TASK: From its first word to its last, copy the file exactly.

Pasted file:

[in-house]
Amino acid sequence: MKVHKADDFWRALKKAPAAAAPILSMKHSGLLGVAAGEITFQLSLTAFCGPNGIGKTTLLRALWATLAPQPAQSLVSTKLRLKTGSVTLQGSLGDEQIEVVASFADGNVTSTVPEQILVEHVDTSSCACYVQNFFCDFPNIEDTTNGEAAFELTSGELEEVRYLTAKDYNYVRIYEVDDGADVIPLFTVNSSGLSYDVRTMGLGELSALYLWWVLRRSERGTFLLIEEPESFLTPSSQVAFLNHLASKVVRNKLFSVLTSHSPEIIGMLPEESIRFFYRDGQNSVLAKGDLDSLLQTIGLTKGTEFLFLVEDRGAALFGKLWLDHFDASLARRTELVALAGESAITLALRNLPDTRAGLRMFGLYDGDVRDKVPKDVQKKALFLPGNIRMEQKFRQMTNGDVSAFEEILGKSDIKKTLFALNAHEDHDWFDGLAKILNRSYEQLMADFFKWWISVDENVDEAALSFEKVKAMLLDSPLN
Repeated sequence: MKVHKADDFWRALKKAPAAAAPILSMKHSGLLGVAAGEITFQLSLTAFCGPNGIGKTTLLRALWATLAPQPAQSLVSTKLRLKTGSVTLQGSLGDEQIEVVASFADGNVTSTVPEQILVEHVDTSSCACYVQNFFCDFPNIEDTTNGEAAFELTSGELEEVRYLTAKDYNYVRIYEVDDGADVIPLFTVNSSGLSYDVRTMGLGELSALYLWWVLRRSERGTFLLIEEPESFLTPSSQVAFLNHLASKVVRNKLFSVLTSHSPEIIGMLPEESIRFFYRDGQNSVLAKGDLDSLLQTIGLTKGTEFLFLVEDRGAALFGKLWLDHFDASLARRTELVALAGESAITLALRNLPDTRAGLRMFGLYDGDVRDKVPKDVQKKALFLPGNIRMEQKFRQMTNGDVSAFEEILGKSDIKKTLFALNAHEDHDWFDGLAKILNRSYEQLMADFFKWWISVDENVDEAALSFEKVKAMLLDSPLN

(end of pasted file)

[in-house]
Amino acid sequence: MKVHKADDFWRALKKAPAAAAPILSMKHSGLLGVAAGEITFQLSLTAFCGPNGIGKTTLLRALWATLAPQPAQSLVSTKLRLKTGSVTLQGSLGDEQIEVVASFADGNVTSTVPEQILVEHVDTSSCACYVQNFFCDFPNIEDTTNGEAAFELTSGELEEVRYLTAKDYNYVRIYEVDDGADVIPLFTVNSSGLSYDVRTMGLGELSALYLWWVLRRSERGTFLLIEEPESFLTPSSQVAFLNHLASKVVRNKLFSVLTSHSPEIIGMLPEESIRFFYRDGQNSVLAKGDLDSLLQTIGLTKGTEFLFLVEDRGAALFGKLWLDHFDASLARRTELVALAGESAITLALRNLPDTRAGLRMFGLYDGDVRDKVPKDVQKKALFLPGNIRMEQKFRQMTNGDVSAFEEILGKSDIKKTLFALNAHEDHDWFDGLAKILNRSYEQLMADFFKWWISVDENVDEAALSFEKVKAMLLDSPLN
Repeated sequence: MKVHKADDFWRALKKAPAAAAPILSMKHSGLLGVAAGEITFQLSLTAFCGPNGIGKTTLLRALWATLAPQPAQSLVSTKLRLKTGSVTLQGSLGDEQIEVVASFADGNVTSTVPEQILVEHVDTSSCACYVQNFFCDFPNIEDTTNGEAAFELTSGELEEVRYLTAKDYNYVRIYEVDDGADVIPLFTVNSSGLSYDVRTMGLGELSALYLWWVLRRSERGTFLLIEEPESFLTPSSQVAFLNHLASKVVRNKLFSVLTSHSPEIIGMLPEESIRFFYRDGQNSVLAKGDLDSLLQTIGLTKGTEFLFLVEDRGAALFGKLWLDHFDASLARRTELVALAGESAITLALRNLPDTRAGLRMFGLYDGDVRDKVPKDVQKKALFLPGNIRMEQKFRQMTNGDVSAFEEILGKSDIKKTLFALNAHEDHDWFDGLAKILNRSYEQLMADFFKWWISVDENVDEAALSFEKVKAMLLDSPLN